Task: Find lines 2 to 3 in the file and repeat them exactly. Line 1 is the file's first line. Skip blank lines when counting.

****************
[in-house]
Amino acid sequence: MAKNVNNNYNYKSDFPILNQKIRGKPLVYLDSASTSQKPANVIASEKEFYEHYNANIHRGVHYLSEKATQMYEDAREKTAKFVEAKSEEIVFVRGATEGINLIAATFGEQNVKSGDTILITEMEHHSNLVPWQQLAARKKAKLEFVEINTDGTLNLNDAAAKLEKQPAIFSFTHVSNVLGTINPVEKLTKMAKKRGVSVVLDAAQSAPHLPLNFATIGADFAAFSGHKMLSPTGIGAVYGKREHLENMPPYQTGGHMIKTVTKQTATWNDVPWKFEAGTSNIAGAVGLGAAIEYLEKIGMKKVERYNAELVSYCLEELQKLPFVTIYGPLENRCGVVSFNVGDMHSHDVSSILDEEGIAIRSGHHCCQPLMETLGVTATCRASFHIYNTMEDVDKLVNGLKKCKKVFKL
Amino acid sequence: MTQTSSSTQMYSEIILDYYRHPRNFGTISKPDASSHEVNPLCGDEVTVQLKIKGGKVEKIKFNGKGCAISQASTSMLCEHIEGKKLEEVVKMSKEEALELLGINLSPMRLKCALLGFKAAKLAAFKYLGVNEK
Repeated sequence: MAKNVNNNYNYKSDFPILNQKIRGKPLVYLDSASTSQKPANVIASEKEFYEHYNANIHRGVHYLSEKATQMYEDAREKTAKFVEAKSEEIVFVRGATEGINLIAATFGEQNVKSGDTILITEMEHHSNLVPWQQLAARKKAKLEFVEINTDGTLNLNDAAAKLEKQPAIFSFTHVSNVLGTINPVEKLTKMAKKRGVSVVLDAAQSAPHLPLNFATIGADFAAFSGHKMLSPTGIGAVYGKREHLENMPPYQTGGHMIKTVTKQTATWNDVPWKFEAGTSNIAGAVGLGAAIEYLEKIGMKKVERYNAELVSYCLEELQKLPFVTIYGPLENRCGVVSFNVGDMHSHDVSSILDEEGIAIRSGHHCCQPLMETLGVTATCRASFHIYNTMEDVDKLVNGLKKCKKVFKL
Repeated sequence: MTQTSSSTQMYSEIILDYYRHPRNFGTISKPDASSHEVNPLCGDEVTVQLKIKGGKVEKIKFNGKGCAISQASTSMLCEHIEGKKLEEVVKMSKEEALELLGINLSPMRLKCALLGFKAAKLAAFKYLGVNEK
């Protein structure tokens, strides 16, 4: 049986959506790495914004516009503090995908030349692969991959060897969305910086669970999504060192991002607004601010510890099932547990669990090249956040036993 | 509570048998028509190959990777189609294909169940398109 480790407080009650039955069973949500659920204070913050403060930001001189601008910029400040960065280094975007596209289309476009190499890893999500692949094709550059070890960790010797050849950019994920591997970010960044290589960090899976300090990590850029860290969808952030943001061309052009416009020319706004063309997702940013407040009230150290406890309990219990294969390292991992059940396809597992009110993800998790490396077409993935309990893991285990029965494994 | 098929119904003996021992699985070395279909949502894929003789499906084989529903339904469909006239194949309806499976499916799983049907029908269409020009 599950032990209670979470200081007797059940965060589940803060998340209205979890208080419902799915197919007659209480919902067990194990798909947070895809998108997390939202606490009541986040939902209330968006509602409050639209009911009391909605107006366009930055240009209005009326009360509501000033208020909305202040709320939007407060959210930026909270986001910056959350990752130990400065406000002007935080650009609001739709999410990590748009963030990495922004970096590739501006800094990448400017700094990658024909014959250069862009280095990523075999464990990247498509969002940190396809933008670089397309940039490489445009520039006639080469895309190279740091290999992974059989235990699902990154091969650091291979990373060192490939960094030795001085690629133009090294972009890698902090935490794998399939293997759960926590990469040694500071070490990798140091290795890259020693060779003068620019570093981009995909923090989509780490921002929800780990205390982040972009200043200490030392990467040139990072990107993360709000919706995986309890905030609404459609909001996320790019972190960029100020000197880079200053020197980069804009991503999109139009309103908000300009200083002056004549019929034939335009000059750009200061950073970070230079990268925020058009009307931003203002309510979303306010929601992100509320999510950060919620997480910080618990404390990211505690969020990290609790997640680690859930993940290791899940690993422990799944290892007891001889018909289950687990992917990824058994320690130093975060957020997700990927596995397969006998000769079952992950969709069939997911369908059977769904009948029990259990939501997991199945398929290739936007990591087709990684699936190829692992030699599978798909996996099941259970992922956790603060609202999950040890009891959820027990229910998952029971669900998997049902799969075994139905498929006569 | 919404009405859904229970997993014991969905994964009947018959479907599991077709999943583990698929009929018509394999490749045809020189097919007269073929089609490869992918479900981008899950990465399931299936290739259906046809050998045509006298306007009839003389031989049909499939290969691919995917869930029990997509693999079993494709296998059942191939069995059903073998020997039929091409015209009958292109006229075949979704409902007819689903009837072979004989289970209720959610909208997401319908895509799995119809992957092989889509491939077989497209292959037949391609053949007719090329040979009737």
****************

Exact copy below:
Amino acid sequence: MAKNVNNNYNYKSDFPILNQKIRGKPLVYLDSASTSQKPANVIASEKEFYEHYNANIHRGVHYLSEKATQMYEDAREKTAKFVEAKSEEIVFVRGATEGINLIAATFGEQNVKSGDTILITEMEHHSNLVPWQQLAARKKAKLEFVEINTDGTLNLNDAAAKLEKQPAIFSFTHVSNVLGTINPVEKLTKMAKKRGVSVVLDAAQSAPHLPLNFATIGADFAAFSGHKMLSPTGIGAVYGKREHLENMPPYQTGGHMIKTVTKQTATWNDVPWKFEAGTSNIAGAVGLGAAIEYLEKIGMKKVERYNAELVSYCLEELQKLPFVTIYGPLENRCGVVSFNVGDMHSHDVSSILDEEGIAIRSGHHCCQPLMETLGVTATCRASFHIYNTMEDVDKLVNGLKKCKKVFKL
Amino acid sequence: MTQTSSSTQMYSEIILDYYRHPRNFGTISKPDASSHEVNPLCGDEVTVQLKIKGGKVEKIKFNGKGCAISQASTSMLCEHIEGKKLEEVVKMSKEEALELLGINLSPMRLKCALLGFKAAKLAAFKYLGVNEK